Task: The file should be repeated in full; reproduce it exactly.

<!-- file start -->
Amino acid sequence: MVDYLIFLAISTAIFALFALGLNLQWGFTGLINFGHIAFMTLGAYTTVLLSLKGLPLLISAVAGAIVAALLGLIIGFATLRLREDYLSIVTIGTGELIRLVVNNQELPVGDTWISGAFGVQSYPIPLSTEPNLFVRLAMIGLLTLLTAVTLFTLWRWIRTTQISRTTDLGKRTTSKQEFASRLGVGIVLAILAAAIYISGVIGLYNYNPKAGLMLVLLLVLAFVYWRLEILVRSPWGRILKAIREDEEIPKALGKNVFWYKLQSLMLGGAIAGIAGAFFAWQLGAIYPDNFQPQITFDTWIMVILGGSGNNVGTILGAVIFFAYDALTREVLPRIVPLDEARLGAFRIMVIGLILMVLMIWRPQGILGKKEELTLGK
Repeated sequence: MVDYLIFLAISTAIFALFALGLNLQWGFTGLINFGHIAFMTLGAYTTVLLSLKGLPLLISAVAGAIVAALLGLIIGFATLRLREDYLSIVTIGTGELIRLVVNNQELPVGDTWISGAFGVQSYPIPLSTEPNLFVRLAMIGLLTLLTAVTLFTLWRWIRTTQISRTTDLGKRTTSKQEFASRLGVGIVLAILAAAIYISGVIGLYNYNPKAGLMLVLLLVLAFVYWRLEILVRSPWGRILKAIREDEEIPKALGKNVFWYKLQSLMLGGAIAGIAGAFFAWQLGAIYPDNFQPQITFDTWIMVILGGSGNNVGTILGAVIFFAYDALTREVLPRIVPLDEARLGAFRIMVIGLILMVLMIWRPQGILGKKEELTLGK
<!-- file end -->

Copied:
Amino acid sequence: MVDYLIFLAISTAIFALFALGLNLQWGFTGLINFGHIAFMTLGAYTTVLLSLKGLPLLISAVAGAIVAALLGLIIGFATLRLREDYLSIVTIGTGELIRLVVNNQELPVGDTWISGAFGVQSYPIPLSTEPNLFVRLAMIGLLTLLTAVTLFTLWRWIRTTQISRTTDLGKRTTSKQEFASRLGVGIVLAILAAAIYISGVIGLYNYNPKAGLMLVLLLVLAFVYWRLEILVRSPWGRILKAIREDEEIPKALGKNVFWYKLQSLMLGGAIAGIAGAFFAWQLGAIYPDNFQPQITFDTWIMVILGGSGNNVGTILGAVIFFAYDALTREVLPRIVPLDEARLGAFRIMVIGLILMVLMIWRPQGILGKKEELTLGK
Repeated sequence: MVDYLIFLAISTAIFALFALGLNLQWGFTGLINFGHIAFMTLGAYTTVLLSLKGLPLLISAVAGAIVAALLGLIIGFATLRLREDYLSIVTIGTGELIRLVVNNQELPVGDTWISGAFGVQSYPIPLSTEPNLFVRLAMIGLLTLLTAVTLFTLWRWIRTTQISRTTDLGKRTTSKQEFASRLGVGIVLAILAAAIYISGVIGLYNYNPKAGLMLVLLLVLAFVYWRLEILVRSPWGRILKAIREDEEIPKALGKNVFWYKLQSLMLGGAIAGIAGAFFAWQLGAIYPDNFQPQITFDTWIMVILGGSGNNVGTILGAVIFFAYDALTREVLPRIVPLDEARLGAFRIMVIGLILMVLMIWRPQGILGKKEELTLGK